Thanks to Novation, Neoforma has providers as customers. Thanks to Global Healthcare Exchange, Neoforma has even more suppliers as customers. Now it's up to Neoforma to deliver software functionality promised to customers and profitability targets promised to Wall Street.
So far, "we are right on track," says Robert Zollars, Neoforma's chairman and chief executive officer.
Founded in 1996, Neoforma operates online supply-chain marketplaces in the healthcare sector, but the company didn't make much progress until 2000. That's when it inked a 10-year deal to become the exclusive technology provider for [email protected], the online exchange of Novation, the supply company of VHA and the University HealthSystem Consortium.
In essence, Neoforma traded stock in itself for access to 2,300 members of VHA and UHC.
For 2002, Neoforma expects its marketplace volume to be between $3.4 billion and $3.8 billion, compared with $1.3 billion in 2001, Zollars says.
Both hospitals and suppliers are evaluating Web-based purchasing systems as a means to reduce administrative costs in procurement and provide more accurate and timely information for contract-management decisions.
The online marketplaces have fewer technical hurdles for hospitals to manage than earlier forms of electronic data exchange because they need to connect with only one Web site to exchange information with multiple suppliers.
Neoforma improved its prospects even more last year when it forged a strategic partnership with Global Healthcare Exchange (GHX), based in Westminster, Colo., a Marketplace rival dominated by suppliers and distributors, to integrate their respective exchanges.
Neoforma outlasted the dot-com bust-it is one of a handful of online healthcare marketplaces still in operation-but resorted to a 10-to-1 reverse stock split last year to bolster its share price, which had been trading under $1, and maintain its listing on the NASDAQ exchange.
Another survivor is Neoforma's chief rival, Medibuy, Nashville. Medibuy is the exclusive provider of online supply-chain marketplace technology for the Premier health alliance, San Diego, and HealthTrust Purchasing Group, Brentwood, Tenn.
But Neoforma's relationship with GHX gives Neoforma a lead in the battle with Medibuy for two reasons. First, the deal eases the pressure on Neoforma to sign up new suppliers and distributors because it has access to all of GHX's suppliers and distributors. The deal also spares Neoforma the hassle of connecting suppliers to its technology platform on a one-by-one basis.
Although Neoforma had signed contracts with many suppliers in the medical-surgical sector before the deal with GHX, it lacked market penetration in other areas, such as pharmaceuticals. The two exchanges shared only 14 suppliers at the time the deal was struck.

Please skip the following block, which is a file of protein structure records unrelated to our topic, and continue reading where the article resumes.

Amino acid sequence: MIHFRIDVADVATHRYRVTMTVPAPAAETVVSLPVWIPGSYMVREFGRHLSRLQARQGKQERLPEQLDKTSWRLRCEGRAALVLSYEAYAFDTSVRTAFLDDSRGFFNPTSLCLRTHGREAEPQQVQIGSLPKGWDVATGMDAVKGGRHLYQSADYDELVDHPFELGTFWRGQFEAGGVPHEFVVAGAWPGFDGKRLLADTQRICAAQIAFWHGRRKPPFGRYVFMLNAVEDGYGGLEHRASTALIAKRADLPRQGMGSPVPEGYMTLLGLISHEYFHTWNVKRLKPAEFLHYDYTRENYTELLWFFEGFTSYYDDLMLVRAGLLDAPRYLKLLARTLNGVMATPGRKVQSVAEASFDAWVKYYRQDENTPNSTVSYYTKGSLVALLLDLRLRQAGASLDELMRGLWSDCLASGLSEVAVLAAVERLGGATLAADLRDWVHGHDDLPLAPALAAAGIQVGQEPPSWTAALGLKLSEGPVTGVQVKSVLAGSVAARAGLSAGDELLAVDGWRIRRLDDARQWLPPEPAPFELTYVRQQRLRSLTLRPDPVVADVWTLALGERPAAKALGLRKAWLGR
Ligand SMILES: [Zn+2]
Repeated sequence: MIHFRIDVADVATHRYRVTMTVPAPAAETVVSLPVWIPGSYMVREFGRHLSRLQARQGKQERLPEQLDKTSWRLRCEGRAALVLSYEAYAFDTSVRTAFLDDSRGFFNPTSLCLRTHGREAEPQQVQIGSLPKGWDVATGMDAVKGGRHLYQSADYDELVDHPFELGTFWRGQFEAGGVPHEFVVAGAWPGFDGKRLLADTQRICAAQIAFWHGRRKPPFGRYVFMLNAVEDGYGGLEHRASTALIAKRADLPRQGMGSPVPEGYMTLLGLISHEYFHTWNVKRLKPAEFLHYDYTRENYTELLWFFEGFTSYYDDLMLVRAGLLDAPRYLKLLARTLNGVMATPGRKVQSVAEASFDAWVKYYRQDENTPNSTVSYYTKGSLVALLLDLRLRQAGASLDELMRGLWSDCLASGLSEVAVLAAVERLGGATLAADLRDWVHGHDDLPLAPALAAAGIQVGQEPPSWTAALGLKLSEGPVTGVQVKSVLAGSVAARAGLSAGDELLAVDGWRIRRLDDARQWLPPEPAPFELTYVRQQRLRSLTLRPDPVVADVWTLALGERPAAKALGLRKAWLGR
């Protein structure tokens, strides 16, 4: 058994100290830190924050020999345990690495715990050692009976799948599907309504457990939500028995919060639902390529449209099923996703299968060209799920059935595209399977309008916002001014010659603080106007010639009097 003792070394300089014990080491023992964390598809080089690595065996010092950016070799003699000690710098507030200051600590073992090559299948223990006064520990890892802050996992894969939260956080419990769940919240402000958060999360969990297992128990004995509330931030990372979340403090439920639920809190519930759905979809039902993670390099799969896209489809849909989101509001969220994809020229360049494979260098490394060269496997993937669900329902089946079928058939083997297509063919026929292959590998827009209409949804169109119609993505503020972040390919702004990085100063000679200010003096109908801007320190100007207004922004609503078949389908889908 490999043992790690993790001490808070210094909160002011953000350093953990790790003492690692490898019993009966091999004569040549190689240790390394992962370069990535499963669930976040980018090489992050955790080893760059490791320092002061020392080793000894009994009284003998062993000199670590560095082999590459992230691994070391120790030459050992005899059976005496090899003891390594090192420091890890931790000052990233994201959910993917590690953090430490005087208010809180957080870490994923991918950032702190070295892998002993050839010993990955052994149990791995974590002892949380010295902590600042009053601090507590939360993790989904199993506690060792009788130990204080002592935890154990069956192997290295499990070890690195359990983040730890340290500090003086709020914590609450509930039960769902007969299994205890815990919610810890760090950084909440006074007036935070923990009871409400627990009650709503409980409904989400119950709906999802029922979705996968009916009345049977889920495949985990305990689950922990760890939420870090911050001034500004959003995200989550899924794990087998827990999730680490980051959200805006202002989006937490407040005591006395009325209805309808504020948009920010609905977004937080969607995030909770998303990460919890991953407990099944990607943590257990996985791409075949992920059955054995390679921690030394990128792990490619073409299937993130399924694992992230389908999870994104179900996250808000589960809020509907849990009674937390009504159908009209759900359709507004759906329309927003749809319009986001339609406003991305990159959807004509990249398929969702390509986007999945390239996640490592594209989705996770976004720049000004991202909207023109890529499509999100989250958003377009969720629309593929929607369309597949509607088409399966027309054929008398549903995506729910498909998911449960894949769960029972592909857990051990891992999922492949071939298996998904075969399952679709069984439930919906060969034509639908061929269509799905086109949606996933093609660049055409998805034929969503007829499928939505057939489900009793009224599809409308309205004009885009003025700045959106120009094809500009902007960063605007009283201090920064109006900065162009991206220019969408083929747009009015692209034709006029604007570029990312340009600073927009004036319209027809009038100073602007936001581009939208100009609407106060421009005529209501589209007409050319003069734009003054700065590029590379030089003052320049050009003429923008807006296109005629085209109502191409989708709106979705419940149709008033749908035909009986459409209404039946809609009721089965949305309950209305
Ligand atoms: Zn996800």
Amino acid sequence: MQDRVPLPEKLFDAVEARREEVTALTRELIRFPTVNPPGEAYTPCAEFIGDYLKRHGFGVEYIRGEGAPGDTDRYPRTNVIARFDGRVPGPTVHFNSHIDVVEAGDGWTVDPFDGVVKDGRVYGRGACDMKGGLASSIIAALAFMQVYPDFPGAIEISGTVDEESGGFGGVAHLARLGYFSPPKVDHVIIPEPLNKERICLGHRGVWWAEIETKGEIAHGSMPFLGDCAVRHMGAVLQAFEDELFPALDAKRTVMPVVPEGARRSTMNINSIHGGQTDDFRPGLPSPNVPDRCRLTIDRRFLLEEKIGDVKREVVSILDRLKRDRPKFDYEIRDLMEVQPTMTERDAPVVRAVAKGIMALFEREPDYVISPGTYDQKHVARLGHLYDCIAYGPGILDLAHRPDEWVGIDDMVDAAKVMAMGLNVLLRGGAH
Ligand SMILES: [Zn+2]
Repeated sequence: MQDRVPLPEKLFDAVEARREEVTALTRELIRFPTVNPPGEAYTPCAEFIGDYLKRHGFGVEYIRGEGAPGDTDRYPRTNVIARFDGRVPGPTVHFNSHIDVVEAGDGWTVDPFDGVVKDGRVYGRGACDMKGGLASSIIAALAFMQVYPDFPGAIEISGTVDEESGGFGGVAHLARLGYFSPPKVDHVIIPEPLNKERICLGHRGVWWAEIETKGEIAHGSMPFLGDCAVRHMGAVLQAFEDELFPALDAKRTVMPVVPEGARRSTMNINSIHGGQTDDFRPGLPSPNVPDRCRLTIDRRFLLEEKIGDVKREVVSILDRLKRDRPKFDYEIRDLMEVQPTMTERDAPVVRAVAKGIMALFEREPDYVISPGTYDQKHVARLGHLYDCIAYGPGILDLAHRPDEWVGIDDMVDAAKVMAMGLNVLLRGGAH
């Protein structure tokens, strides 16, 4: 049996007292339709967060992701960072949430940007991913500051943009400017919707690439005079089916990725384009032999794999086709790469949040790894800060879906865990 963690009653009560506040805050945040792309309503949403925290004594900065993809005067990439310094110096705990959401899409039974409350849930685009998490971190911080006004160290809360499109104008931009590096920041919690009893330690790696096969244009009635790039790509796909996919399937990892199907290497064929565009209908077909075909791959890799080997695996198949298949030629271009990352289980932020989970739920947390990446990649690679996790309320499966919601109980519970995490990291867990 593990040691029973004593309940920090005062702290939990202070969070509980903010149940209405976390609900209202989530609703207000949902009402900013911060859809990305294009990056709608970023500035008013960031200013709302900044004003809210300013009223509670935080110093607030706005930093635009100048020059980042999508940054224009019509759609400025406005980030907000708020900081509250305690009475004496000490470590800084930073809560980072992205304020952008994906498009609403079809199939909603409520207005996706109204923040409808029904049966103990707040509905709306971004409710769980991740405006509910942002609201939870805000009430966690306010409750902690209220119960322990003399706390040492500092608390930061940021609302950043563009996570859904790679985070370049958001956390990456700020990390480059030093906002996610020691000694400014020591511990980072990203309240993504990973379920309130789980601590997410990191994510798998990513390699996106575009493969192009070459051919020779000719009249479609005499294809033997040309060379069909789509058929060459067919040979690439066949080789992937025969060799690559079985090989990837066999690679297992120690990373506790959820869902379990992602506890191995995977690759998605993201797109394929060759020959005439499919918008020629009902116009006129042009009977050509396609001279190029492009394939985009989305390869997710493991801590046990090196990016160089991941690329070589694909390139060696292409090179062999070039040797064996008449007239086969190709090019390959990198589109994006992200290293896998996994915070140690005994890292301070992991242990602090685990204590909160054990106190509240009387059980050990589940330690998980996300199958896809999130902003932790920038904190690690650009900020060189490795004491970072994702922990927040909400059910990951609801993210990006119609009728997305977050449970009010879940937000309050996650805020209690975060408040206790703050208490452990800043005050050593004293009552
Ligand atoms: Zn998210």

The two exchanges haven't ruled out the possibility of a future merger, Zollars says. "Outside of Novation, we still compete with them," he says. "Over time we will continue to get closer-right now we are in the cooperative/competitive stage-or we will go back to competing. It's probably too soon to tell."
Zollars says Neoforma survived the dot-com bust because it refashioned itself from a public exchange, in which hospitals log on to purchase supplies and suppliers bid on purchase orders, to a private one, in which Neoforma operates exchanges for private group purchasing organizations, such as Novation. Neoforma has a similar relationship with MedBuy Corp., a medical GPO based in Canada.
Neoforma appears to be meeting software functionality targets promised to customers. In January it released [email protected] 4.0, which allows hospital materials managers to view online all their transaction data, including such important pieces of data as what they've purchased from each supplier and what suppliers back-ordered. Version 4.0 also introduces Contract Viewing, Novation's contract portfolio, and Sourcing Catalog, which includes information on suppliers' products and prices.
[email protected] 4.0 builds on earlier versions of the software, which focused on connecting hospitals and suppliers to Marketplace in a secure manner to exchange basic, electronic information. Earlier versions also focused on building a rules database about who can view what.
The new release is a first step in Neoforma's quest to distinguish itself as a software company with staying power, says Eric Brown, research director of healthcare e-commerce at Forrester Research, Cambridge, Mass. "It is the next version of e-procurement that will start to differentiate the leaders from the laggers," Brown says.
Neoforma expects to achieve positive cash flow during the first quarter of 2002 as well as for the full year. The profitability benchmark Neoforma expects to reach is known as EBITDA, a generous measure representing earnings before interest, taxes, depreciation and amortization.
Since 1999, the company has posted total net losses of more than $535 million.